Giant sinkhole consumes cars in Naples hospital parking lot

A giant sinkhole opened Friday in the parking lot of a hospital in Naples, Italy, forcing the temporary closure of a nearby residence for recovering COVID-19 patients because the electricity was cut.

Operations weren’t affected at the Hospital of the Sea, and firefighters said it didn’t appear anyone was injured. The sinkhole consumed a few cars in the hospital’s otherwise empty visitors’ parking lot.

 Firefighters stand on the border of the large sinkhole that opened overnight in the parking of Ospedale del Mare hospital in Naples, Italy, Friday, Jan. 8, 2021. A giant sinkhole opened Friday in the parking lot of a Naples hospital, forcing the temporary closure of a nearby residence for recovering coronavirus patients because the electricity was cut. (Alessandro Pone/LaPresse via AP)Firefighters stand on the border of the large sinkhole that opened overnight in the parking of Ospedale del Mare hospital in Naples, Italy, Friday, Jan. 8, 2021. A giant sinkhole opened Friday in the parking lot of a Naples hospital, forcing the temporary closure of a nearby residence for recovering coronavirus patients because the electricity was cut. (Alessandro Pone/LaPresse via AP)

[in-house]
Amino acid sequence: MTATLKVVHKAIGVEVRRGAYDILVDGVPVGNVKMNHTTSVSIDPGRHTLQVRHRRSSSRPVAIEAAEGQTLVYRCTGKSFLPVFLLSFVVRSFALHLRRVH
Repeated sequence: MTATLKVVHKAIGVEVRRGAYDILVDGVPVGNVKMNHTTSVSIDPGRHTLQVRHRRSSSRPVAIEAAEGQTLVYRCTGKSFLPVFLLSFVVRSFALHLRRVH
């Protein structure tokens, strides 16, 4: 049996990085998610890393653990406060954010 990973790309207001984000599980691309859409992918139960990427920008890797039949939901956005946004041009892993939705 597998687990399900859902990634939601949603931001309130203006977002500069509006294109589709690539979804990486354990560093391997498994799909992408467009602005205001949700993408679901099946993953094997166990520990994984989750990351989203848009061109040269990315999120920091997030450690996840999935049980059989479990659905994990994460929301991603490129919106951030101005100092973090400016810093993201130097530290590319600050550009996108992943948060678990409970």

The local hospital district said the 20-meter-deep (66 feet), 2,000-square-meter (21,527-square-foot) sinkhole opened at dawn. Chief firefighter Cmdr. Ennio Aquilino told Italian television channel SkyTG 24 the implosion could have been caused by an infiltration of water underground as a result of recent heavy rains.

 A view of the large sinkhole that opened overnight in the parking of Ospedale del Mare hospital in Naples, Italy, Friday, Jan. 8, 2021. (Alessandro Pone/LaPresse via AP)A view of the large sinkhole that opened overnight in the parking of Ospedale del Mare hospital in Naples, Italy, Friday, Jan. 8, 2021. (Alessandro Pone/LaPresse via AP)

News reports quoted the regional governor as saying the COVID-19 residence would reopen within days after electricity and water service were restored. Both were also interrupted at the hospital, but backup systems allowed care to continue.

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